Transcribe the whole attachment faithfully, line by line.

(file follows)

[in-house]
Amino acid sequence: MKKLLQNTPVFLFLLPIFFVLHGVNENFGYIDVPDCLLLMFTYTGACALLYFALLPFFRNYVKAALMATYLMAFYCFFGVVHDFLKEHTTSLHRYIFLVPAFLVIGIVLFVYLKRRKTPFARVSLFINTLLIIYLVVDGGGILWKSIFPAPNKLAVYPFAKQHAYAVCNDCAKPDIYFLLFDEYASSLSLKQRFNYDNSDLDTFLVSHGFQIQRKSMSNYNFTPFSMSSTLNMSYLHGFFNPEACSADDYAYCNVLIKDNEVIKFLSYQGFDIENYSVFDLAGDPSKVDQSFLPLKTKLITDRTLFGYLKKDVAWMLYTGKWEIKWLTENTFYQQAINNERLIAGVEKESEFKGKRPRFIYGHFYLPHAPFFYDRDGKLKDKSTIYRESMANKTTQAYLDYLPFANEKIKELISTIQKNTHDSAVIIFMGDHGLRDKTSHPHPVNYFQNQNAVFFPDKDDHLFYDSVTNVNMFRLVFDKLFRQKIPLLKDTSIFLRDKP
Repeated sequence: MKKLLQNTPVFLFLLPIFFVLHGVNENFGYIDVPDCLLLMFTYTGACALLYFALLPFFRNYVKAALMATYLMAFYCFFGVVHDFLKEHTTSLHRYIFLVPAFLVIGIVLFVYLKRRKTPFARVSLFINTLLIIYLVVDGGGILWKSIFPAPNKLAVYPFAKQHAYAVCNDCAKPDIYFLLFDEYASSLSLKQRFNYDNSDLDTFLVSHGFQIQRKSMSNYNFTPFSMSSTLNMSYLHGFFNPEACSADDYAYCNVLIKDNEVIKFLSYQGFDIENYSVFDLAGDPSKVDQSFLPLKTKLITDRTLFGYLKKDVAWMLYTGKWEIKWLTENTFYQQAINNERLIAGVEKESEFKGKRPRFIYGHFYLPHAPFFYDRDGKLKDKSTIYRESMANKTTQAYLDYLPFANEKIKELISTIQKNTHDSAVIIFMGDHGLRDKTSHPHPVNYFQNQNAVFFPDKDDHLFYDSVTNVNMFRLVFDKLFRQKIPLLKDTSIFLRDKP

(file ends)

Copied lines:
[in-house]
Amino acid sequence: MKKLLQNTPVFLFLLPIFFVLHGVNENFGYIDVPDCLLLMFTYTGACALLYFALLPFFRNYVKAALMATYLMAFYCFFGVVHDFLKEHTTSLHRYIFLVPAFLVIGIVLFVYLKRRKTPFARVSLFINTLLIIYLVVDGGGILWKSIFPAPNKLAVYPFAKQHAYAVCNDCAKPDIYFLLFDEYASSLSLKQRFNYDNSDLDTFLVSHGFQIQRKSMSNYNFTPFSMSSTLNMSYLHGFFNPEACSADDYAYCNVLIKDNEVIKFLSYQGFDIENYSVFDLAGDPSKVDQSFLPLKTKLITDRTLFGYLKKDVAWMLYTGKWEIKWLTENTFYQQAINNERLIAGVEKESEFKGKRPRFIYGHFYLPHAPFFYDRDGKLKDKSTIYRESMANKTTQAYLDYLPFANEKIKELISTIQKNTHDSAVIIFMGDHGLRDKTSHPHPVNYFQNQNAVFFPDKDDHLFYDSVTNVNMFRLVFDKLFRQKIPLLKDTSIFLRDKP
Repeated sequence: MKKLLQNTPVFLFLLPIFFVLHGVNENFGYIDVPDCLLLMFTYTGACALLYFALLPFFRNYVKAALMATYLMAFYCFFGVVHDFLKEHTTSLHRYIFLVPAFLVIGIVLFVYLKRRKTPFARVSLFINTLLIIYLVVDGGGILWKSIFPAPNKLAVYPFAKQHAYAVCNDCAKPDIYFLLFDEYASSLSLKQRFNYDNSDLDTFLVSHGFQIQRKSMSNYNFTPFSMSSTLNMSYLHGFFNPEACSADDYAYCNVLIKDNEVIKFLSYQGFDIENYSVFDLAGDPSKVDQSFLPLKTKLITDRTLFGYLKKDVAWMLYTGKWEIKWLTENTFYQQAINNERLIAGVEKESEFKGKRPRFIYGHFYLPHAPFFYDRDGKLKDKSTIYRESMANKTTQAYLDYLPFANEKIKELISTIQKNTHDSAVIIFMGDHGLRDKTSHPHPVNYFQNQNAVFFPDKDDHLFYDSVTNVNMFRLVFDKLFRQKIPLLKDTSIFLRDKP